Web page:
Raising Self-Limitation on Reduced Earnings: A New Approach

How many times has your attorney heard this whispered after raising labor market attachment:  “Just go get any job out there and they’ll pay you the difference – any job will do.” If you work two hours a week, you’re attached and owed reduced earnings. This scenario came up during a recent litigation on the issue of labor market attachment and entitlement to awards. In that case, the claimant’s attorney maintained that the claimant was “working for someone he met online,” taking care of their home while they were away for the winter. The job consisted of cleaning the garage, checking the sump-pump and the water pipes, maintaining the oil heaters, and whatever light maintenance was necessary. The job consisted of two to four hours per week for $10 per hour.

While the New York Workers’ Compensation Board is often charitable in finding claimants working minimal, part-time jobs to be attached to the labor market, carriers have the argument of “self-limitation” of reduced earnings.

Experience told me I had to make the argument but had very little hope. How often have we been chastised for questioning the claimant’s job search efforts? Self-limiting was something we all knew existed but had very little hope of getting to the litigation phase without proof of a rejected bona-fide job offer. Eastern Suffolk Boces 2018 WL 3434809 (N.Y.Work.Comp.Bd.) provides an outline.

In Eastern Suffolk Boces, the claimant was advised she had to look for work; she took the advice of her counsel and signed up for 1.5 hours per day, making $10per hour from Care.com. The employer questioned it, noting her doctors restricted her to four to six hours per day and the need to take breaks every two hours. Predictably, the judge found no voluntary restriction. The judge made the “she found a job, therefore she was attached” decision, and issued reduced earnings awards.

The carrier appealed and the board’s decision was very instructive. On the issues of labor market attachment, the board wrote:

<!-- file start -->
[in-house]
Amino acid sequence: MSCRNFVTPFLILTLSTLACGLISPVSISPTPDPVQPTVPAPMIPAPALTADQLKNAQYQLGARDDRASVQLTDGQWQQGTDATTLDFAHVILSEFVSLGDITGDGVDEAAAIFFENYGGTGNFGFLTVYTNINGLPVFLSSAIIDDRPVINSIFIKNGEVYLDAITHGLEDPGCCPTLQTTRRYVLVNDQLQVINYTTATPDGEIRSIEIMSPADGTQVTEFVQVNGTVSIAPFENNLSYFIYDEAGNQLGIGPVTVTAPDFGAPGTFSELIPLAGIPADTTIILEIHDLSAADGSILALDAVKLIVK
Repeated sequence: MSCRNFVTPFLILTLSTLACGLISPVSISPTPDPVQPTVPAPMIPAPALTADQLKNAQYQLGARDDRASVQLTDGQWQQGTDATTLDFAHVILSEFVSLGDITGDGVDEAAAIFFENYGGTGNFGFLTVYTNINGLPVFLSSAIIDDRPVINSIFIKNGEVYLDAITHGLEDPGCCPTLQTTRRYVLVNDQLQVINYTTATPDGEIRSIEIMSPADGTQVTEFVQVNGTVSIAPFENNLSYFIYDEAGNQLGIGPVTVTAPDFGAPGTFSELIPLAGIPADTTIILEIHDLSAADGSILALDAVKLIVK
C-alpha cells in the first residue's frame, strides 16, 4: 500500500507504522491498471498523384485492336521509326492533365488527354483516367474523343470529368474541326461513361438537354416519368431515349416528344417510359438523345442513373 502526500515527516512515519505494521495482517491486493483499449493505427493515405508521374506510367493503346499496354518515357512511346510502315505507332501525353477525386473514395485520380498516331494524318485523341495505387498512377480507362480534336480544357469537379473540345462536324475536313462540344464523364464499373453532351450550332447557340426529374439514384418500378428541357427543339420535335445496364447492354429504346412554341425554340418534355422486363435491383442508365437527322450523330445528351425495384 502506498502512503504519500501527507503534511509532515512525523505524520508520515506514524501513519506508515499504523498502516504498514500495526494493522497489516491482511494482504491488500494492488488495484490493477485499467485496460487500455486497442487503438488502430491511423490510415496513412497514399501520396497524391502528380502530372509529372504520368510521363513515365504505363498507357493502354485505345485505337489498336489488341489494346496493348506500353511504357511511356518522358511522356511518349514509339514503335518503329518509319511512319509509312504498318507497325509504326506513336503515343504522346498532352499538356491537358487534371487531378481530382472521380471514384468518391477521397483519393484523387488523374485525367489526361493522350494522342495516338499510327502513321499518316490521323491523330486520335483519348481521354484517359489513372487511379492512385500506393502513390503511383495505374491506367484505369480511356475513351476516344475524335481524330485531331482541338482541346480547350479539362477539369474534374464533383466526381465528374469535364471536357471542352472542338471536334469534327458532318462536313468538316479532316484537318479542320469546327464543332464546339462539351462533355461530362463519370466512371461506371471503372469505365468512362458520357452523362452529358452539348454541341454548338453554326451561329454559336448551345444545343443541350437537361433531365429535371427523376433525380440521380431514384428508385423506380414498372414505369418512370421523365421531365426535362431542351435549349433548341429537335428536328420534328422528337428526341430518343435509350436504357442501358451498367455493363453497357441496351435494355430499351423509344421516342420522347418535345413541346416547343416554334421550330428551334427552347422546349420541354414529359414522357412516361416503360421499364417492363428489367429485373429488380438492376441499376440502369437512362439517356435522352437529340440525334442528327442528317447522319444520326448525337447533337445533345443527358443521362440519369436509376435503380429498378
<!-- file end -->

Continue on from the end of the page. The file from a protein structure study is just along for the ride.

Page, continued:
“The Board Panel finds that working 7.5 hours per week, earning approximately $6.67 per hour ($50/7.5) is so nominal, that it fails to demonstrate a sufficient reattachment to the labor market. Furthermore, the claimant testified that she has not searched for other employment since commencing this work. Finally, the claimant testified that she only sought employment through one on-line website and failed to provide confirmations emails, reference numbers, or document the dates she made the online applications, or the positions applied for. The Board Panel finds that the claimant’s minimal independent job search efforts were inadequate to establish an attachment to the labor market.”

On reduced earnings, the board wrote:

“In this case, the Board Panel finds that the reduction in the claimant’s earning capacity is unrelated to the claimant’s disability. The claimant’s physician, Dr. Cappellino, indicated that the claimant could work 4 to 6 hours per day. The claimant accepted a job which requires only 1.5 hours per day. Additionally, the claimant accepted less than minimum wage for this work. Finally, the claimant has not searched for other employment since commencing this work. Given these facts, the Board Panel concludes that the claimant’s reduction in earning capacity is not related to her disability, but to her choice to accept this nominal employment.

The board again ruled that the claimant’s acceptance of a 1.5 hour a day job when she was released to work four to six was further evidence of the fact that her loss in earnings was not due to her physical condition, but due to her own choice. They also held, just as they addressed in the attachment portion, that the claimant stopped looking for work after taking this nominal job and her reduction in earnings is not causally related.

The takeaway points from this decision are:

  1. The argument that the “claimant is working, therefore the job search was good enough,” can be challenged.
  2. The job search must tie to the work-restrictions as they are documented. Independent Medical Exam cover letters should be tailored to elicit the most specific restrictions possible.
  3. We can and should pressure the claimant to keep looking for work if the job obtained is less than their current restrictions.

What is almost as surprising as the board’s apparent turnaround on this issue is the fact that it appears to have trickled down to the hearing level. Practitioners have recently had great success in citing this case to get either a finding of suspension or a reduction to the partial rate (which was significantly less than the reduced earnings rate).

Practitioners should keep this case on their desktop, ready to share and cite when necessary. Using this case, the claimant in our file was found to be unattached and have no claim to reduced earnings. The judge based his findings on a lack of sufficient searches before and after accepting the nominal work.

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